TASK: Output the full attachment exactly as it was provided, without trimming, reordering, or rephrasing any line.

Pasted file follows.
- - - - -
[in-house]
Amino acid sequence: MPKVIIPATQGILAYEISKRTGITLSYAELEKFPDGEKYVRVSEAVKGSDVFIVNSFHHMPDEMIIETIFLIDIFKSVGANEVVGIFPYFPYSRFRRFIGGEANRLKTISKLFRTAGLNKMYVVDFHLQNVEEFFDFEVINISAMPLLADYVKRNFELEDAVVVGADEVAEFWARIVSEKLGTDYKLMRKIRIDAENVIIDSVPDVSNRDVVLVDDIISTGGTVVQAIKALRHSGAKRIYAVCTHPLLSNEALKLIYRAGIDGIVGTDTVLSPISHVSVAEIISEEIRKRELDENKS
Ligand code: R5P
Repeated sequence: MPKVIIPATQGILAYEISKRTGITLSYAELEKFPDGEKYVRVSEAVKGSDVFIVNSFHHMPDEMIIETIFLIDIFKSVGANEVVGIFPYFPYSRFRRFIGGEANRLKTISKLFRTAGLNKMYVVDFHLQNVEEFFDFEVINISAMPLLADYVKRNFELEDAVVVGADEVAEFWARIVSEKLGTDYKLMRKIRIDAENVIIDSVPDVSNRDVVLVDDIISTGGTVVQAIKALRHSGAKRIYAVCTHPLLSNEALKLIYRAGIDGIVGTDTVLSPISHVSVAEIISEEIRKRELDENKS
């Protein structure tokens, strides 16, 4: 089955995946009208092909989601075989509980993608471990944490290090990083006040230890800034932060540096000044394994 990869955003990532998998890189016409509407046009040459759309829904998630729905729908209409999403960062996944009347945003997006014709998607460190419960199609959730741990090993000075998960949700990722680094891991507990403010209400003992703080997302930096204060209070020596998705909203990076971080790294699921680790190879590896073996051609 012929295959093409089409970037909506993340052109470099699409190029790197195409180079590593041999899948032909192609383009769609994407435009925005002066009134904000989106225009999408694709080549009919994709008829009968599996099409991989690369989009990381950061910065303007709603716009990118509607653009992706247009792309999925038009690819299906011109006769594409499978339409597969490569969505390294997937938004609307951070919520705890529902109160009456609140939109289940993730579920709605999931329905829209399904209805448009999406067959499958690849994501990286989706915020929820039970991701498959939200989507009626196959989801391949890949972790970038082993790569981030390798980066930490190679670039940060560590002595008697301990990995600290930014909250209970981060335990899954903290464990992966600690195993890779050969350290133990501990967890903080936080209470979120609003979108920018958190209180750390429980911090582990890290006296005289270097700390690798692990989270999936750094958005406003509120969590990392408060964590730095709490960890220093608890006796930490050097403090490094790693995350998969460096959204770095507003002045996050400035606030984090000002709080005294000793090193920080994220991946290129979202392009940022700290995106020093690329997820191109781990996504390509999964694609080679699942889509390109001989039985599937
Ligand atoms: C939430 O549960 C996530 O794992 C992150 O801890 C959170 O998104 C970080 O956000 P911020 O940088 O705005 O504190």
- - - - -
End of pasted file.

[in-house]
Amino acid sequence: MPKVIIPATQGILAYEISKRTGITLSYAELEKFPDGEKYVRVSEAVKGSDVFIVNSFHHMPDEMIIETIFLIDIFKSVGANEVVGIFPYFPYSRFRRFIGGEANRLKTISKLFRTAGLNKMYVVDFHLQNVEEFFDFEVINISAMPLLADYVKRNFELEDAVVVGADEVAEFWARIVSEKLGTDYKLMRKIRIDAENVIIDSVPDVSNRDVVLVDDIISTGGTVVQAIKALRHSGAKRIYAVCTHPLLSNEALKLIYRAGIDGIVGTDTVLSPISHVSVAEIISEEIRKRELDENKS
Ligand code: R5P
Repeated sequence: MPKVIIPATQGILAYEISKRTGITLSYAELEKFPDGEKYVRVSEAVKGSDVFIVNSFHHMPDEMIIETIFLIDIFKSVGANEVVGIFPYFPYSRFRRFIGGEANRLKTISKLFRTAGLNKMYVVDFHLQNVEEFFDFEVINISAMPLLADYVKRNFELEDAVVVGADEVAEFWARIVSEKLGTDYKLMRKIRIDAENVIIDSVPDVSNRDVVLVDDIISTGGTVVQAIKALRHSGAKRIYAVCTHPLLSNEALKLIYRAGIDGIVGTDTVLSPISHVSVAEIISEEIRKRELDENKS
């Protein structure tokens, strides 16, 4: 089955995946009208092909989601075989509980993608471990944490290090990083006040230890800034932060540096000044394994 990869955003990532998998890189016409509407046009040459759309829904998630729905729908209409999403960062996944009347945003997006014709998607460190419960199609959730741990090993000075998960949700990722680094891991507990403010209400003992703080997302930096204060209070020596998705909203990076971080790294699921680790190879590896073996051609 012929295959093409089409970037909506993340052109470099699409190029790197195409180079590593041999899948032909192609383009769609994407435009925005002066009134904000989106225009999408694709080549009919994709008829009968599996099409991989690369989009990381950061910065303007709603716009990118509607653009992706247009792309999925038009690819299906011109006769594409499978339409597969490569969505390294997937938004609307951070919520705890529902109160009456609140939109289940993730579920709605999931329905829209399904209805448009999406067959499958690849994501990286989706915020929820039970991701498959939200989507009626196959989801391949890949972790970038082993790569981030390798980066930490190679670039940060560590002595008697301990990995600290930014909250209970981060335990899954903290464990992966600690195993890779050969350290133990501990967890903080936080209470979120609003979108920018958190209180750390429980911090582990890290006296005289270097700390690798692990989270999936750094958005406003509120969590990392408060964590730095709490960890220093608890006796930490050097403090490094790693995350998969460096959204770095507003002045996050400035606030984090000002709080005294000793090193920080994220991946290129979202392009940022700290995106020093690329997820191109781990996504390509999964694609080679699942889509390109001989039985599937
Ligand atoms: C939430 O549960 C996530 O794992 C992150 O801890 C959170 O998104 C970080 O956000 P911020 O940088 O705005 O504190």